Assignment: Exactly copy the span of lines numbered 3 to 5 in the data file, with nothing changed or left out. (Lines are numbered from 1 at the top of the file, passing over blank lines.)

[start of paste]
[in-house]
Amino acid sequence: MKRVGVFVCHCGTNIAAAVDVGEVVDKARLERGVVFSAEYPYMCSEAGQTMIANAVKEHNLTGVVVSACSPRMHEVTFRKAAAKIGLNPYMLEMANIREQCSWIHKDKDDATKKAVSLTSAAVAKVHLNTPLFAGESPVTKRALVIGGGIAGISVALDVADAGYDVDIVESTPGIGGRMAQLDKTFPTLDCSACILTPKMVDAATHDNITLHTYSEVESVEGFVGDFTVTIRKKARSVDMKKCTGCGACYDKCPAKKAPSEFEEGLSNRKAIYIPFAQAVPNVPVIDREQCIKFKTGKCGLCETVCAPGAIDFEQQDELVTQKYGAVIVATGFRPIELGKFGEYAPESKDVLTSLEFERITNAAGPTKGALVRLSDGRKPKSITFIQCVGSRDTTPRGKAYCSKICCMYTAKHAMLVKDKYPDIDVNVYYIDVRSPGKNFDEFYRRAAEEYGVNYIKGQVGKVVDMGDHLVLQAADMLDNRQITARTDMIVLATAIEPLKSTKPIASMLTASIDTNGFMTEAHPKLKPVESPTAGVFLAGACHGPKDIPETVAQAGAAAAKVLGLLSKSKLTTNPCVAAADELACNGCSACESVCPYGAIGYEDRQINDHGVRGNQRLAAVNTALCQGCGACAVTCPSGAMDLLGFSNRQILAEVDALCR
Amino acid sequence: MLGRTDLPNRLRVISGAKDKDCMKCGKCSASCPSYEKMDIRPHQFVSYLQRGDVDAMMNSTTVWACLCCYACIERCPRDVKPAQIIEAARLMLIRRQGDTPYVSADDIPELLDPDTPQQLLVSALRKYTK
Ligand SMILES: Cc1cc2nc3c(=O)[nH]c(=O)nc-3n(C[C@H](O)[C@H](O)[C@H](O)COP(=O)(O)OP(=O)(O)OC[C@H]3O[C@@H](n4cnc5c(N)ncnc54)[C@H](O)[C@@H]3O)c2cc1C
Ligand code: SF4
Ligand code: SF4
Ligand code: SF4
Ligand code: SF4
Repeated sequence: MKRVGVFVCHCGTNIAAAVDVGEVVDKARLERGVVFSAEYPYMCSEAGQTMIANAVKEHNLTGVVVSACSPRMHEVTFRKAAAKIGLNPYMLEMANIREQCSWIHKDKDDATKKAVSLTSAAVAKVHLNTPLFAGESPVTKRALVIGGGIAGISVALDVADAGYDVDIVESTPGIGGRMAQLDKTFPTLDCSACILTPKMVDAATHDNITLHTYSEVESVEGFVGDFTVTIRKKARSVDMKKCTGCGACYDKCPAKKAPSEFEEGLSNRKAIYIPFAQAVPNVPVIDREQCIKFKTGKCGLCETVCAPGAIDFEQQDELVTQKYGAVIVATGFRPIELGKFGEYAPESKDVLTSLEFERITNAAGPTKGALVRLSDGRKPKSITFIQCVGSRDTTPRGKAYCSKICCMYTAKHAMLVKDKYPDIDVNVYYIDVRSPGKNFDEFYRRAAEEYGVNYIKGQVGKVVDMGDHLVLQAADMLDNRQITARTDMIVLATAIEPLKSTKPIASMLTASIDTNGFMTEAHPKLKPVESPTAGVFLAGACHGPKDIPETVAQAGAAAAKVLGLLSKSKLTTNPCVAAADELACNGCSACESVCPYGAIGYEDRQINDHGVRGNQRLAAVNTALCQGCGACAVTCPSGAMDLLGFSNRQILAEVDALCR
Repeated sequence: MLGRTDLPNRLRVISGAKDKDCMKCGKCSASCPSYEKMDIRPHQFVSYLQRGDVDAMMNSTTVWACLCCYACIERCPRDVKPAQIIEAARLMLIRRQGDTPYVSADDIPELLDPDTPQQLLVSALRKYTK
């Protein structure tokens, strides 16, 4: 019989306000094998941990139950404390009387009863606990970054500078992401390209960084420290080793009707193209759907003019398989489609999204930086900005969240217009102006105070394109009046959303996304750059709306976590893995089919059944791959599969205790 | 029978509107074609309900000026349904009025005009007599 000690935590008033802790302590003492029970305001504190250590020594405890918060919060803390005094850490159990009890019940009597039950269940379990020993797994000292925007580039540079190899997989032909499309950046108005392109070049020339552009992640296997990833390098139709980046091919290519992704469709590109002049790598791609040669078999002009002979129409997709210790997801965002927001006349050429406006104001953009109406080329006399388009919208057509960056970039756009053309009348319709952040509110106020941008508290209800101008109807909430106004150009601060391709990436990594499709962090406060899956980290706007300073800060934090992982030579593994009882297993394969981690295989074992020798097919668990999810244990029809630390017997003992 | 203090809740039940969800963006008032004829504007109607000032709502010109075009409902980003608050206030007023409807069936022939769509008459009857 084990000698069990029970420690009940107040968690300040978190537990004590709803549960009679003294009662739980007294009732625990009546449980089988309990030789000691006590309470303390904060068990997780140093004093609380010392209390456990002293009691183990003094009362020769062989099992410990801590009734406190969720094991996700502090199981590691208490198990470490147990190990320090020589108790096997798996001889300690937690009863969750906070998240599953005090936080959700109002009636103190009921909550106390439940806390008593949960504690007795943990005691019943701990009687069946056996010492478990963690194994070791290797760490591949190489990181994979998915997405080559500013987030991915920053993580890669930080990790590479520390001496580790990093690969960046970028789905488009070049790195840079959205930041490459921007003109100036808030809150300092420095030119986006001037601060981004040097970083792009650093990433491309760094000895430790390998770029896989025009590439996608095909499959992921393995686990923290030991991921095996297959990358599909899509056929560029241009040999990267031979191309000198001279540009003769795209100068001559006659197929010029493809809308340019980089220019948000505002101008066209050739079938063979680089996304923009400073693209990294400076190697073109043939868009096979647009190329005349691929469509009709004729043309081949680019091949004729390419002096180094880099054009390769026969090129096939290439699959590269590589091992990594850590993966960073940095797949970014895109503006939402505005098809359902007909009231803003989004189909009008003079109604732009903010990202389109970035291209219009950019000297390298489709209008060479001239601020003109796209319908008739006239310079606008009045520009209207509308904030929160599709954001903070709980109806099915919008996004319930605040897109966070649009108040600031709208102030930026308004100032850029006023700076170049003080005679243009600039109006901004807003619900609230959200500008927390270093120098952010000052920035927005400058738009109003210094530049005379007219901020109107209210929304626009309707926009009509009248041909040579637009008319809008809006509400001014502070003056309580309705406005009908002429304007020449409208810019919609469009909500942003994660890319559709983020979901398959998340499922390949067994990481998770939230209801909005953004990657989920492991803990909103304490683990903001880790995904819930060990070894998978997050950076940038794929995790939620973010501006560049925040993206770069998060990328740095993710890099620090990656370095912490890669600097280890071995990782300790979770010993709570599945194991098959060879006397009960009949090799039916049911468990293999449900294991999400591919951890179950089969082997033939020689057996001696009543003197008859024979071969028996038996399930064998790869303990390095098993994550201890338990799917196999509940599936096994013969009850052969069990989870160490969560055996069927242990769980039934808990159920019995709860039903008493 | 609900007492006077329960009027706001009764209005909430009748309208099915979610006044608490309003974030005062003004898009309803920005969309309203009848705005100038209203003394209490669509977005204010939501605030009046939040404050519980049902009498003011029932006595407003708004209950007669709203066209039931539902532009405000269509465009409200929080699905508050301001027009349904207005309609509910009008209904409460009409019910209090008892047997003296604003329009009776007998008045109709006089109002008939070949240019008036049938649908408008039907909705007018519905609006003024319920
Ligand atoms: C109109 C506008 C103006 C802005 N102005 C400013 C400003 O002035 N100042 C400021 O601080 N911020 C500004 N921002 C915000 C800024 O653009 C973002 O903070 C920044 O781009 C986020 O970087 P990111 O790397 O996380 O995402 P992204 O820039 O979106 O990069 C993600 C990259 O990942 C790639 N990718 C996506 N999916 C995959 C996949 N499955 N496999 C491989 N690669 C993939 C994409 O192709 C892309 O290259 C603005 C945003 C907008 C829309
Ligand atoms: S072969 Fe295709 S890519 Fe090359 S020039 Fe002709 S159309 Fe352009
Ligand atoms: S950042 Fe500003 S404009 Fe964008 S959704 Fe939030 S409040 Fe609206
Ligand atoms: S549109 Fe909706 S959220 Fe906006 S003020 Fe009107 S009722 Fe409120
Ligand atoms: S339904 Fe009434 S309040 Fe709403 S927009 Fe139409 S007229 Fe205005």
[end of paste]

Amino acid sequence: MLGRTDLPNRLRVISGAKDKDCMKCGKCSASCPSYEKMDIRPHQFVSYLQRGDVDAMMNSTTVWACLCCYACIERCPRDVKPAQIIEAARLMLIRRQGDTPYVSADDIPELLDPDTPQQLLVSALRKYTK
Ligand SMILES: Cc1cc2nc3c(=O)[nH]c(=O)nc-3n(C[C@H](O)[C@H](O)[C@H](O)COP(=O)(O)OP(=O)(O)OC[C@H]3O[C@@H](n4cnc5c(N)ncnc54)[C@H](O)[C@@H]3O)c2cc1C
Ligand code: SF4